The hazards of homicidal pragmatism

Whatever you may think of the Catholic Church (I’m certainly not a fan), it’s hard to dispute the fact that the current pope is unlike any of his predecessors. As I explained in the Irish Examiner in October, he has once again emerged as a genuine global leader on demanding action on the climate emergency, and, this time out, has even socked it to climate deniers, so what’s not to like? 

IN HIS YOUTH, Pope Francis was an accomplished amateur boxer. And, with a master’s degree in chemistry, the science-literate pontiff has brains as well as brawn.

The first-ever pope from the global south, Francis also brings the perspective of the colonised and the dispossessed to the job, something that had been notably missing from the corridors of power.

Eight years ago, he published a 200-page encyclical, titled Laudato Si. It was a hard-hitting appeal for urgent action to address the global climate and biodiversity crisis, to arrest what he called the “unprecedented destruction of the ecosystem”.

He also roundly rejected bare-knuckle capitalism and trickle-down economics as a “failed theory”. His ecological plea came wrapped in a warning: “Destroy creation and creation will destroy us”.

While it can be difficult to gauge the precise effect of such an intervention, it was timed to influence the COP15 climate conference in Paris.

Whether or not it was a coincidence, the Paris Agreement in late 2015 was the biggest breakthrough in climate diplomacy in the last two decades.

Now, Francis is back in the ring. His new encyclical, titled Laudate Deum (Praise God) pulls no punches in setting out the scale of the existential crisis we now face, while ripping into those who have stymied decisive action on the climate emergency, putting humanity in grave danger in the process.

“The world in which we live is collapsing and may be nearing the breaking point,” he stated, deploying a clarity of language rare among world leaders, but striking a similarly strident tone as that being adopted by UN secretary-general, António Guterres.

The timing of his latest intervention is an unapologetic attempt to influence the COP28 climate negotiations being hosted by the United Arab Emirates, a petro-state.

“Despite all attempts to deny, conceal, gloss over or relativize the issue, the signs of climate change are here and increasingly evident.”

He singled out the corrosive role of climate denial: “In recent years, some have chosen to deride these facts. They bring up allegedly solid scientific data, like the fact that the planet has always had, and will have, periods of cooling and warming” to misrepresent the science.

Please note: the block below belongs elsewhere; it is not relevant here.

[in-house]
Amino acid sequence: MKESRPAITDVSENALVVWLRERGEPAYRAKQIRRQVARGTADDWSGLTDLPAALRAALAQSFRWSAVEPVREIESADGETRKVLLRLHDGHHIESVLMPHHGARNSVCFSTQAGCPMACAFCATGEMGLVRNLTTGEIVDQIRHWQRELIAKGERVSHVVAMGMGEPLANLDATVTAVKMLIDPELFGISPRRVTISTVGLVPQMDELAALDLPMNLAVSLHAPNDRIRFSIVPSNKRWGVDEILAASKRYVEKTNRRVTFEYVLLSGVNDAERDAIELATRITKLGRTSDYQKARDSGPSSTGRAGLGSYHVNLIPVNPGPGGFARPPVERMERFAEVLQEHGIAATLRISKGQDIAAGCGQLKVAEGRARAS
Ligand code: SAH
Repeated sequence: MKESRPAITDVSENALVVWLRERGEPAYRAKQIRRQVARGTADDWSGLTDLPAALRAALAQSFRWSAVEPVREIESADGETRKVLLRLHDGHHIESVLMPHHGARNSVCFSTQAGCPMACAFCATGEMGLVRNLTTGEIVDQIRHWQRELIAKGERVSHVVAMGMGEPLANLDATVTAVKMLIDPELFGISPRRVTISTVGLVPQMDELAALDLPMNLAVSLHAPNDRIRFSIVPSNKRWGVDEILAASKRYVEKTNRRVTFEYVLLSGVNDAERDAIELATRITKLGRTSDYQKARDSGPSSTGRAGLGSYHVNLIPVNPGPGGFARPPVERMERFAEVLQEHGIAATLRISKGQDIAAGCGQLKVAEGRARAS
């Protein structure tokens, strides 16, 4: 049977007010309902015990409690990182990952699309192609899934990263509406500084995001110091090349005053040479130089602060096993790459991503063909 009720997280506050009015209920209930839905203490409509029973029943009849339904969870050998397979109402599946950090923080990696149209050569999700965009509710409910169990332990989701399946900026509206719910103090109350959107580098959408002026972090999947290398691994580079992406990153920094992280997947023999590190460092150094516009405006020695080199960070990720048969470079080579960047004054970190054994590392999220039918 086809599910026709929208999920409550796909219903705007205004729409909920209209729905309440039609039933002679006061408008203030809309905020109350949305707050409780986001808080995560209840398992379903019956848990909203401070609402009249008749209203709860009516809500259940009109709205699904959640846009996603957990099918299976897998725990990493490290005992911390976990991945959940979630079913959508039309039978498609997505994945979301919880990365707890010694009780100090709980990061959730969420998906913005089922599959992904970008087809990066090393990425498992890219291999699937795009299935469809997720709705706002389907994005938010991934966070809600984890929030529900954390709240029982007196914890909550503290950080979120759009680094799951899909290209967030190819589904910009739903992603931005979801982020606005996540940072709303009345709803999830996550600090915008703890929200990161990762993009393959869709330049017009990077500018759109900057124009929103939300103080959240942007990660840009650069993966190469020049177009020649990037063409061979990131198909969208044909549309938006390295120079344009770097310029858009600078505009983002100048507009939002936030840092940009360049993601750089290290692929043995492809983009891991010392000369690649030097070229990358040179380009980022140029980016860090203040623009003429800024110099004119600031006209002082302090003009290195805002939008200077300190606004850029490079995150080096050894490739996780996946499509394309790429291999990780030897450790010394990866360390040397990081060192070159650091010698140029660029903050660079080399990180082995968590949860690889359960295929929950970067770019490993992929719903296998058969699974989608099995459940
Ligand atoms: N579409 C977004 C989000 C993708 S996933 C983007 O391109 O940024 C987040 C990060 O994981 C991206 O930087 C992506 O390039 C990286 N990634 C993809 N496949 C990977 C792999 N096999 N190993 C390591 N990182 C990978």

“In order to ridicule those who speak of global warming, it is pointed out that intermittent periods of extreme cold regularly occur,” Francis noted.

The 86-year-old pontiff’s grasp of scientific nuance and understanding of detail around the climate emergency would put many a newspaper editor, political correspondent or senior broadcaster to shame.

Striking to the nub of the issue, he stated: “Regrettably, the climate crisis is not exactly a matter that interests the great economic powers, whose concern is with the greatest profit possible at minimal cost and in the shortest amount of time”.

The pope’s timing is serendipitous. The release of his encyclical coincided with news that September 2023 has been confirmed as the hottest September ever recorded, a record it now shares with June, July, and August of this year.

Worse, the sudden spike in September temperatures, rising an unprecedented 0.5C over the previous record, has stunned even climate scientists.

University of Reading climatologist, Ed Hawkins summed up the general reaction among experts as follows: “Surprising. Astounding. Staggering. Unnerving. Bewildering. Flabbergasting. Disquieting. Gobsmacking. Shocking. Mind boggling.”

We appear to be perilously close to a drastic shift in the Earth’s climate system or, as the pope put it, there is “the real possibility that we are approaching a critical point”, adding that while we are now unable to halt the “enormous damage we have caused, we barely have time to prevent even more tragic damage”.

While addressing climate and biodiversity issues is often framed in technocratic terms, in reality it is in essence a moral question.

Humans have unleashed god-like power with which to lay waste to much of the natural world, but the carnage is often hidden.

“The ethical decadence of real power is disguised thanks to marketing and false information, useful tools of those with greater resources to employ them to shape public opinion,” Francis says.

Without a revolution in thought that re-frames humanity as a part of nature and operating within its boundaries, there is little hope of avoiding an epic global tragedy. The current dependence on techno-fixes is, he added, “a form of homicidal pragmatism”.

He noted that those who speak up for nature are derided by the powerful and “subject to ridicule by economic interests”, but they are nonetheless on the right side of history. He faces “dismissive and scarcely reasonable opinions, even within the Catholic Church”.

This is certainly borne out in Ireland, where some of the most strident attacks on environmental defenders and climate activists comes from commentators and politicians who make great play of their Catholic faith, while feeling free to discard the Pope’s teachings when it conflicts with their own ideology.

The ecological crisis is an existential emergency, challenging everything it means to be human, and profoundly questioning our place in the world.

Regardless of your religious beliefs, if any, what Francis has to say has never felt more urgent.

ThinkOrSwim is a blog by journalist John Gibbons focusing on the inter-related crises involving climate change, sustainability, resource depletion, energy and biodiversity loss
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